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Sydney, Australia: Insider’s Guide

by Stuart Rigg | February 16, 2019

The insider advice on this page is from one of Wendy’s Trusted Travel Experts for Australia: Stuart Rigg of Southern Crossings.

Trusted Travel Expert
Stuart Rigg

Stuart, a native Brit based in Sydney, plans tailor-made travel to Australia, covering the length and breadth of the continent. He has personally tested nearly every property, heli-tour, yacht charter, and waterfront restaurant that he recommends. Stuart has the pull to arrange access to private homes, golf courses, and art collections, but his itineraries aren’t just for high flyers. He can work with a range of budgets, offering careful guidance on everything from self-drive itineraries through the Margaret River wine region to sailing trips around the Whitsundays. As for the Great Barrier Reef, Stuart has failsafe strategies for steering clear of the masses, and he knows exactly which island properties are best for hyperactive families, spa-loving hedonists, or Robinson Crusoe fantasists. If you’d like to combine Australia with New Zealand, his Auckland team will take good care of you. He does not arrange airline travel to Australia, so if you’re looking for a complete package including airfare, write to Ask Wendy.

Travel arrangements start at $750 per day for two travelers.

Where to Stay and Eat

Best bang-for-your-buck hotel
Built over the water at the foot of the Sydney Harbour Bridge, the heritage-listed Pier One Sydney Harbour blends history—the pier was originally constructed in the early 20th century to handle cargo and passenger ships—with contemporary style and comforts. Close to theaters, cafés, and the new Barangaroo parklands (see “Prime Picnic Spots”), the hotel’s character-filled guest rooms are well situated and provide excellent value for money. Enjoy stunning harbor views from the Gantry Restaurant and Pier One Bar; the hotel’s private pontoon offers the perfect launch pad to explore Sydney’s harbor by water taxi or private charter yacht. Book a Waterside Room on the second floor, as those have windows that open to let in the fresh air; 217, 218, and 219 have the best views over Walsh Bay.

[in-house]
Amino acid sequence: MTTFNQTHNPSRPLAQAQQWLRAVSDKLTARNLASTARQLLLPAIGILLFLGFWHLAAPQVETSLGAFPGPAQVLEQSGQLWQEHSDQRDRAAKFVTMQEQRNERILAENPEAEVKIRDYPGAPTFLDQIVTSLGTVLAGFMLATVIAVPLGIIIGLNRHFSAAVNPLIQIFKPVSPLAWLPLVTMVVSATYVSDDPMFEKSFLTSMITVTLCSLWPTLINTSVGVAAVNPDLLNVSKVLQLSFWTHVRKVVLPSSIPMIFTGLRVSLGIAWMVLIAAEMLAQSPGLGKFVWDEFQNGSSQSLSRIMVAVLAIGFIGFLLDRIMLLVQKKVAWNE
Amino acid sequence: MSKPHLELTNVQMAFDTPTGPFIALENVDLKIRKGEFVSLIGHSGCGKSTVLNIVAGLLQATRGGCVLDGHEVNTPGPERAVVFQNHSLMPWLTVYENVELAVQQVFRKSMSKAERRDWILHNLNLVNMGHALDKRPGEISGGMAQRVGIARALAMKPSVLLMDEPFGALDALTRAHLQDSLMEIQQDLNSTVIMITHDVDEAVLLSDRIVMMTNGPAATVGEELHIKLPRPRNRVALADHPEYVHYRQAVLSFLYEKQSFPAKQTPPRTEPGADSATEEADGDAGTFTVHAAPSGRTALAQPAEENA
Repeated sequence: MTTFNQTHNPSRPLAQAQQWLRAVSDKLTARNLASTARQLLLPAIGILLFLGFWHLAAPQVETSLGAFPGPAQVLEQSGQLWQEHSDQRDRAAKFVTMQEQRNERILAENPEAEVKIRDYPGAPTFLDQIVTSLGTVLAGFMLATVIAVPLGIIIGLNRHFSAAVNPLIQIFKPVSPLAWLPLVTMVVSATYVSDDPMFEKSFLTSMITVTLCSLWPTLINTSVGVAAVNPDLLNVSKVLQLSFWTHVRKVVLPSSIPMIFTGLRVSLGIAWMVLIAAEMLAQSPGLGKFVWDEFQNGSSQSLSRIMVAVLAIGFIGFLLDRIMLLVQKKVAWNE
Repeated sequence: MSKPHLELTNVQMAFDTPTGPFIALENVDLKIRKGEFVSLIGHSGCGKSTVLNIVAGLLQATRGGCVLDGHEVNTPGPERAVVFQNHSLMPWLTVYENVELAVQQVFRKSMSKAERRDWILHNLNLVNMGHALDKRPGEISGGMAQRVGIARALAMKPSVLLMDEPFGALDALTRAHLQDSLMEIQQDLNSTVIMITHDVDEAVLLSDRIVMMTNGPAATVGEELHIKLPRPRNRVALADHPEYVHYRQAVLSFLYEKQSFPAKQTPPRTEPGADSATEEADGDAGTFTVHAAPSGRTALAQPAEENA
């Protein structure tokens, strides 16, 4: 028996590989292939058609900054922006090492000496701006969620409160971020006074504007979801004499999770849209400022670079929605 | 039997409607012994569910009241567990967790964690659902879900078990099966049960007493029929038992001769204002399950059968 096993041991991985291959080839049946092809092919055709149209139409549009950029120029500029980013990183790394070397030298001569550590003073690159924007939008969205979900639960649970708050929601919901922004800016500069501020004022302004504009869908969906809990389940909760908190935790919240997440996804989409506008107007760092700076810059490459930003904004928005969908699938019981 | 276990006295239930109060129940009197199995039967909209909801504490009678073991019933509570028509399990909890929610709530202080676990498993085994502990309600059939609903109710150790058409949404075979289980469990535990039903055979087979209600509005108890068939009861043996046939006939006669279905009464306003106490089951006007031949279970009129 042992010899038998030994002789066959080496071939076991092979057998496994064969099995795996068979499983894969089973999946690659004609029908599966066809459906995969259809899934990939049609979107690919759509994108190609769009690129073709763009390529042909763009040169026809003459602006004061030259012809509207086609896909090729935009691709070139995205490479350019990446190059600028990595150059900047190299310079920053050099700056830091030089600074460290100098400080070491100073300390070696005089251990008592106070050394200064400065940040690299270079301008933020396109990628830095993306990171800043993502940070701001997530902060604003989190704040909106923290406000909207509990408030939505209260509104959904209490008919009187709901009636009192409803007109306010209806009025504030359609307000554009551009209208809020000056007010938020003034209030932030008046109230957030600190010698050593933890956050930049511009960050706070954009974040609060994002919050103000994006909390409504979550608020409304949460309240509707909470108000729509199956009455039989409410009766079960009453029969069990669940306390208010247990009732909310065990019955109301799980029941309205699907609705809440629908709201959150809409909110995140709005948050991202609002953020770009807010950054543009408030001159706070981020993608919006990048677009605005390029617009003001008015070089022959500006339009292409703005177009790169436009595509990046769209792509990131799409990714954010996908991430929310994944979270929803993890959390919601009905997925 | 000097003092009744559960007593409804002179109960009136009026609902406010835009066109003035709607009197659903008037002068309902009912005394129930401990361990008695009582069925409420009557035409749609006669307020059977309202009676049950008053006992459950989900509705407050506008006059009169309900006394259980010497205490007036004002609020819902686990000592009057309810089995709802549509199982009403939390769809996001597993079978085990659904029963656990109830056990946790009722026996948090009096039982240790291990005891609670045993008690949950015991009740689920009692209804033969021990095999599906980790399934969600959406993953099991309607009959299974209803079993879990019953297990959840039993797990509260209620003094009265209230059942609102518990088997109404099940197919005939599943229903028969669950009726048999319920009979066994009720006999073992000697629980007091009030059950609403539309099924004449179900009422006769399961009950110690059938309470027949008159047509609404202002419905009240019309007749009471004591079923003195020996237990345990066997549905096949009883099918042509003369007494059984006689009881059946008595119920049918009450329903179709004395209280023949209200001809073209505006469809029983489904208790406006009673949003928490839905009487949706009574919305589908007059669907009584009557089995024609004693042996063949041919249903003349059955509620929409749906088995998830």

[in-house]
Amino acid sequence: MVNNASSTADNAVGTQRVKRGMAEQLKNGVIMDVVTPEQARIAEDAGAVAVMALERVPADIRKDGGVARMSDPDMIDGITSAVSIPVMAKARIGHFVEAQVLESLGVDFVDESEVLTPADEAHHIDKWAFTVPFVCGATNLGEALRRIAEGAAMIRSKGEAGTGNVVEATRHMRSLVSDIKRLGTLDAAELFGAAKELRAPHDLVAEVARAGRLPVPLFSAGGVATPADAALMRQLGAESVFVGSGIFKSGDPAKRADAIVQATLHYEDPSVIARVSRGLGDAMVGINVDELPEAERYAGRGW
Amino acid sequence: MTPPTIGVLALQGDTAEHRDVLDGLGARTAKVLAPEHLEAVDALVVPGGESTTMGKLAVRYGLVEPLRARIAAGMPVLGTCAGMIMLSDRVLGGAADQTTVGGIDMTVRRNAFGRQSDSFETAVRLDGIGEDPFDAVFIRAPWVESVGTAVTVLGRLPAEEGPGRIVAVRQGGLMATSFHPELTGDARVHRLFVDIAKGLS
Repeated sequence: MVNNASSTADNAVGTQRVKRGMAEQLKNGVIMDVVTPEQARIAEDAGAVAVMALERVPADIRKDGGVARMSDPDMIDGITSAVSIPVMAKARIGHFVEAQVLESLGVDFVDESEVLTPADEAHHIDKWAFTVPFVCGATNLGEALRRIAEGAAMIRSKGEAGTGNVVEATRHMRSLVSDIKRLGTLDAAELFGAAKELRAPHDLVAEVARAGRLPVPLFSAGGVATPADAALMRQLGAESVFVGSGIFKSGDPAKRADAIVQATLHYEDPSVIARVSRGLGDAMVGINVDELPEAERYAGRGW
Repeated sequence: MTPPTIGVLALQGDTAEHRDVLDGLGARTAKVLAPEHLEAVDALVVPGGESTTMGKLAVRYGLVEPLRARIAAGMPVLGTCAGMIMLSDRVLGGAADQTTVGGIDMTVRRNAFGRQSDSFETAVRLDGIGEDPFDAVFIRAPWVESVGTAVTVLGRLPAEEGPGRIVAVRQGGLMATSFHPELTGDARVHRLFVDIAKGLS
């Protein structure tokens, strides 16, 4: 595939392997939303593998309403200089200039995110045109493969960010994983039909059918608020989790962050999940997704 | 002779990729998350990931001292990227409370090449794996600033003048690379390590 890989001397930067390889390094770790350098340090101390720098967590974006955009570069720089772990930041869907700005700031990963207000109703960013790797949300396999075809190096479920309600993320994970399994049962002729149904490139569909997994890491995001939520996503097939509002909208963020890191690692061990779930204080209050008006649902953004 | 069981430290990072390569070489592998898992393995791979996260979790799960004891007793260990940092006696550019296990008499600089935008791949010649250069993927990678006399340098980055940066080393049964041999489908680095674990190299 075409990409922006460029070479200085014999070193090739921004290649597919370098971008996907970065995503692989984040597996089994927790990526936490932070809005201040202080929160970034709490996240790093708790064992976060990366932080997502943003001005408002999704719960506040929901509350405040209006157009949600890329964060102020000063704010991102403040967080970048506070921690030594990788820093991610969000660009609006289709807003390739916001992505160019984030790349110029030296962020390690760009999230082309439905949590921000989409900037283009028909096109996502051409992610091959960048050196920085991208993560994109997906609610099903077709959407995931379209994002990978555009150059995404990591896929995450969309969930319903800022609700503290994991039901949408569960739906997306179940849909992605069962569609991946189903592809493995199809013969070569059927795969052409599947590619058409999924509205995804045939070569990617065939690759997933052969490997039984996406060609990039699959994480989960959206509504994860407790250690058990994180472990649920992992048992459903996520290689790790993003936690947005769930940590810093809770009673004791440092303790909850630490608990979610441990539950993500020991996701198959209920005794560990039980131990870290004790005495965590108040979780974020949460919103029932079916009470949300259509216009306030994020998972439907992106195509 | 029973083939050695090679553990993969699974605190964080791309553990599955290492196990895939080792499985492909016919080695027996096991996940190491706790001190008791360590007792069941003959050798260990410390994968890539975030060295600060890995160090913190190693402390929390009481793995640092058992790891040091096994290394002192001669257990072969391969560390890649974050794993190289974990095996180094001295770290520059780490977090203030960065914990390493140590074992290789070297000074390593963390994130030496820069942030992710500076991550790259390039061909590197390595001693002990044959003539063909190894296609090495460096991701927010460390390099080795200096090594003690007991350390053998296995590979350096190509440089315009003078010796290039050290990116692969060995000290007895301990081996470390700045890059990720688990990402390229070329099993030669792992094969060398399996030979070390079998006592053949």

Restaurants the locals love
Fred’s in Paddington is a great place to join the locals for daily changing menus of deliciously prepared seasonal produce and genuine friendly service. The warm decor and central open kitchen also give this restaurant a relaxed, homey feel. Head downstairs to Charlie Parker’s speakeasy-style bar for botanically inspired pre-dinner cocktails or an equally innovative nightcap.

The Boathouse Shelly Beach, in the beachside suburb of Manly, is the perfect place to enjoy a morning coffee or that classic Australian lunch—a bucket of fresh prawns—while watching Sydneysiders at play. The beachy setting, with indoor and outdoor tables at the end of the sand at Shelley Beach (a ten-minute walk from the more touristed Manly Beach), is popular with locals for breakfast, lunch, and everything in between.

bucket of prawns lunch meal at Boathouse Balmoral Beach Sydney Australia

Stop for a snack at the Boathouse Balmoral Beach, Sydney, Australia. Photo: Tourism Australia

Must-have dishes
The decadent, eight-texture chocolate cake by celebrated chef Peter Gilmore at Bennelong Restaurant, which is housed under the sails of the Sydney Opera House. Even if you don’t go in for the complete fine-dining experience here, you can pull up a seat at the bar to enjoy dessert in one of the city’s most iconic locations.

Sydneysiders love to brunch, and smashed avocado on toast is a popular order. At The Grounds of Alexandria, the smashed avo is served on house-made bread with tomatoes, ricotta, and an optional poached egg; wash it down with a “flat white” coffee, another local favorite.

Other dishes worth a detour: the freshly baked banana bread at the Boathouse Balmoral Beach, fish and chips at Icebergs while watching the surfers off Bondi Beach, Black Star Pastry’s strawberry watermelon cake, and Bill Grainger’s ricotta hotcakes.

group enjoying a picnic in the Cremorne Park in Sydney, looking over Sydney Harbour in Australi